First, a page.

Article: a different perspective on choices after someone dies: excerpt

Why Do I Do What I Do?

I do what I do because….

I want to be the person who helps others, honoring them without question or judgment, to create a ceremony that best reflects them at a cost that most can afford, and provide help with costs for those who cannot afford a ceremony.

I have also discovered, in my opinion, that weddings and funerals seem to be focused on the feminine (ie: florals and soft themes), but from personal experience, these soft themes do not represent everyone. My father was an avid outdoorsman, a proud Vietnam Navy vet, and a hunter. Flowers were not his thing, but he could spend his entire life in the trees. When I tried to find tree saplings or seeds locally, there were none to be found. I was able to find a source online and purchased giant sequoia and green Douglas fir seeds to give out at his Celebration of Life.

I was also disturbed by the cost of a small urn, the guest book and service folders I purchased through the funeral home. I spent $100 on an urn that I could buy for less than $30 (retail) and less than $20 wholesale online. In addition, I paid $300 for the guest book, 100 service folders and matching thank you notes…

So far I’ve spent over $3000 on these matters, and that does not include the service to do in our hometown. I did not use the funeral home chapel either, or that would have been more excessive cost.

Part of the problem is that when someone dies, the costs are occurring immediately, and we are often not in a state of mind to do research to find the best services at the price we can afford.  I went to the closest funeral home as my mind was in a fog for several weeks.

I believe that we can keep many of these costs down.  We were able to have my father’s Celebration of Life at the local VFW, as he was a veteran, and members took care of most of the food for the reception.  And, while the ceremony I wanted was primarily secular, my father had wanted last rites, so a dear friend, Father Ian Carmen of the Saint Bonaventure Liberal Catholic Church Mission here in Colorado Springs partnered with me to perform the opening  reading and an Ashes to Ashes sections, which honored my father and gave something familiar and comforting to family and friends who may be Christians.  With the Naval military honors, our Celebration of Life was wonderful, and I received many compliments.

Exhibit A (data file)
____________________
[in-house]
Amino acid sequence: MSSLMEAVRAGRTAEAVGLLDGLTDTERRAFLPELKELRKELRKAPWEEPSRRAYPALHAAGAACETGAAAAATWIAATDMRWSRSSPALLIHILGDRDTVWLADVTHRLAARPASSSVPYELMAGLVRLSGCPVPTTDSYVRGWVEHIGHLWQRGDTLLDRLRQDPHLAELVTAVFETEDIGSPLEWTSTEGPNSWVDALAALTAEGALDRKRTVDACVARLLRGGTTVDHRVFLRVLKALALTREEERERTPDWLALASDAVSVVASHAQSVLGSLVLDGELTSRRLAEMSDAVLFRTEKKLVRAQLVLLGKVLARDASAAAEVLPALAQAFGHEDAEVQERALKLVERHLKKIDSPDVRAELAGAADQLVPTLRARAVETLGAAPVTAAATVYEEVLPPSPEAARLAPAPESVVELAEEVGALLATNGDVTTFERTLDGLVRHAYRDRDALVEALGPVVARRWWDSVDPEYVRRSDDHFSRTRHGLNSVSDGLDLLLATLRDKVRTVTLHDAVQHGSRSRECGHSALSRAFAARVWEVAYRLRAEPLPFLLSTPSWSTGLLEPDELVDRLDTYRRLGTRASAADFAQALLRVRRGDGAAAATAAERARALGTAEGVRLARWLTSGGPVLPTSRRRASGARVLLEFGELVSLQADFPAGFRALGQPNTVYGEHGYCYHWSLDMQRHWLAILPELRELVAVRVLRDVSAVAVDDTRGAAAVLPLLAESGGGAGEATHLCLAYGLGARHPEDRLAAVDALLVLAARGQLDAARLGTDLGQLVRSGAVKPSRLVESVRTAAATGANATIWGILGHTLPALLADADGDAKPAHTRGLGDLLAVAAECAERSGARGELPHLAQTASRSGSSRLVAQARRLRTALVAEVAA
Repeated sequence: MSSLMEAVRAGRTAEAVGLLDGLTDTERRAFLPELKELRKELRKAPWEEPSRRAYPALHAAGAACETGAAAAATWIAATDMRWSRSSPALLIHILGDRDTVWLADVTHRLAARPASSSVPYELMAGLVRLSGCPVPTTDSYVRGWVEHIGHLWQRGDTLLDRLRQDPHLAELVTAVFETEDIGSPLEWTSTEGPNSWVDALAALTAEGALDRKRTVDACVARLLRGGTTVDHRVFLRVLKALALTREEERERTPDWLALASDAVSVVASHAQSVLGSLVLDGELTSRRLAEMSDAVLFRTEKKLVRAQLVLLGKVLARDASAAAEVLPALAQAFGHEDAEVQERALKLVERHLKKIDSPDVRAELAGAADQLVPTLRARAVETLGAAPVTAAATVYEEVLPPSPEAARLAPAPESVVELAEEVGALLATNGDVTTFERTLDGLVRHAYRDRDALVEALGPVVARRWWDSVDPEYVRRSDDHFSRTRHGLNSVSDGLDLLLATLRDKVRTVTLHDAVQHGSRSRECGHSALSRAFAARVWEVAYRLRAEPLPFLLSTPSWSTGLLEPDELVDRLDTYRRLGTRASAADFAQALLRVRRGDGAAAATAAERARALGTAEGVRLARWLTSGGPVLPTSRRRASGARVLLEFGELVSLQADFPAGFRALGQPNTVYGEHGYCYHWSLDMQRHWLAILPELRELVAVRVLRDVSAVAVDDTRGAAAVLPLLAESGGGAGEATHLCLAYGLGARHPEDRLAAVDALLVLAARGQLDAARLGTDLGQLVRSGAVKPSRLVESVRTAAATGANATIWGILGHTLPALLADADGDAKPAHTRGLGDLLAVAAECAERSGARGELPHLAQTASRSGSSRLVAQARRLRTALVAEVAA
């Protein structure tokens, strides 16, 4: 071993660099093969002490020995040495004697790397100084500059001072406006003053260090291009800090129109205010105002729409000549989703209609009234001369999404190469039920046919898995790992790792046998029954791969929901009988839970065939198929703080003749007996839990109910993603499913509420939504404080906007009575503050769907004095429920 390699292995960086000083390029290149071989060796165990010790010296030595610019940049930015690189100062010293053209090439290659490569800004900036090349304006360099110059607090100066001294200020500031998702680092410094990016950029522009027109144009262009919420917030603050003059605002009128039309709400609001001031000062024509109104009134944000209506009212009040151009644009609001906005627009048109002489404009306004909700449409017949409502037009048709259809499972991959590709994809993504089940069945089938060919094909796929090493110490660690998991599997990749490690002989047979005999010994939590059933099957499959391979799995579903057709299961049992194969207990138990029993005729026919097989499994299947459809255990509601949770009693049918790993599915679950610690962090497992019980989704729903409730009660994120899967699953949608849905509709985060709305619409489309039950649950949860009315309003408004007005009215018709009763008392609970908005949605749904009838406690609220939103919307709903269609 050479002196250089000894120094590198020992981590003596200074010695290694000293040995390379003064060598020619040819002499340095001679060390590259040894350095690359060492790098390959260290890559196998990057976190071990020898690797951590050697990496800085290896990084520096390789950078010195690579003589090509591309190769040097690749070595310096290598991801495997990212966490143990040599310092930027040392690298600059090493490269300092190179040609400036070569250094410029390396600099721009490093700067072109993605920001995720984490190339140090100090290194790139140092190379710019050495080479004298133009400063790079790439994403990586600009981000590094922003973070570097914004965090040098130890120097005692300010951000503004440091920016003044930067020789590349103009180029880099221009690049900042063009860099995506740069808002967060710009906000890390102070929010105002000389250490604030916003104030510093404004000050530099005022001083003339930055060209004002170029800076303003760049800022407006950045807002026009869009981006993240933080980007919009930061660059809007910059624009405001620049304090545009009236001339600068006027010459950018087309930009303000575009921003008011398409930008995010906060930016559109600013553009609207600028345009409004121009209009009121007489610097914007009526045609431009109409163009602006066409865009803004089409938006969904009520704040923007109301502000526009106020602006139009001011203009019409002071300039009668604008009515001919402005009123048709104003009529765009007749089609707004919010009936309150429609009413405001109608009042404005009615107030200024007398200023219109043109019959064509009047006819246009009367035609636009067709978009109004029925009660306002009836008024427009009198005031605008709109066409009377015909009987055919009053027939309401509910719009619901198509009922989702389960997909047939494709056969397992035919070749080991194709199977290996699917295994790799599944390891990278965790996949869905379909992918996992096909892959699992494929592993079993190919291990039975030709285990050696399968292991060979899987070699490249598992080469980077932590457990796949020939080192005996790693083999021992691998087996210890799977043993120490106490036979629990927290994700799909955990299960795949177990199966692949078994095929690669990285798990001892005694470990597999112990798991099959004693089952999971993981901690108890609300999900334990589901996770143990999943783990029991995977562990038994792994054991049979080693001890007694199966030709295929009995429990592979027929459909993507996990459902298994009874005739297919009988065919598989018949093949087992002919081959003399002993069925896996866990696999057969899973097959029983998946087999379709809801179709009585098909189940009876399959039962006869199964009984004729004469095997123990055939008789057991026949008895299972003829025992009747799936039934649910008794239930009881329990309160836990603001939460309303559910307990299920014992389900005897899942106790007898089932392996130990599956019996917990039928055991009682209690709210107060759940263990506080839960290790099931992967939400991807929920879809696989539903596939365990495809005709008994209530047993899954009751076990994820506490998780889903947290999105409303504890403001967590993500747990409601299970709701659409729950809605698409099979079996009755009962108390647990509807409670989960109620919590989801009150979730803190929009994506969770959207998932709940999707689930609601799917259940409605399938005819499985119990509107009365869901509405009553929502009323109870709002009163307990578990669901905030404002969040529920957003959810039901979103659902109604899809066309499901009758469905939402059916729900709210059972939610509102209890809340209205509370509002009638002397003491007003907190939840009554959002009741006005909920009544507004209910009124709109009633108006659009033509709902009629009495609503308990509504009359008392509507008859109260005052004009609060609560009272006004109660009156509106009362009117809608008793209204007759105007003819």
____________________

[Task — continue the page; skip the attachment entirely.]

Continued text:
Another Celebration of Life that I attended for a friend’s husband last year was absolutely beautiful, a combination of their Jewish heritage and other ideas. It was this experience that initially caused me to contemplate focusing on funerals and other after-death memorials. When my father died, I immediately knew that I need to do this. And I began preparing that day.

Hello world!

Welcome!

I have been contemplating life purpose and ways to contribute to society, to humanity, to individual lives for many years. After my mother passed, and performing my father’s Celebration of Life, along with the experience of the costs and logistical challenges I experienced with trying to not only deal with the immediate needs (costs of cremation, for example) and the high costs and challenges with doing what I wanted to do to honor them (venue, obituary, funeral folders, guest book, urns, etc.), I decided that it was time to establish a way for everyone to honor their loved ones more cost-effectively and create a ceremony that truly portrays who you and your loved ones are.  We are all more than one thing-we wear “many hats.”  In my father’s case, he was an outdoorsman, a Vietnam veteran, husband, father, hunter… he was laid back, smiled easily, loved meeting and chatting with people, and shared his life stories liberally.  I chose some of his favorite songs to for his Celebration of Life, and ended with his favorite song, Joy to the World, using the a cappella version by Pentatonix.  A Christmas song, yes, but my family will remember his favorite song, and will be forever moved by this upbeat and happy version.

Who was your loved one? We all have negatives about us, and while we will not soon forget the difficulties of our loved ones who have passed, we can still celebrate the positive traits of who they were.  I want to get to know you, your family, and your loved one who has passed, so as to best honor your family and your loved one in ceremony.  Everyone has a story.  What is your story?  Would your family like to create a ceremony that combines traditions and ideas?  I can learn all that makes you and your loved one special and create a life celebration that you will never forget.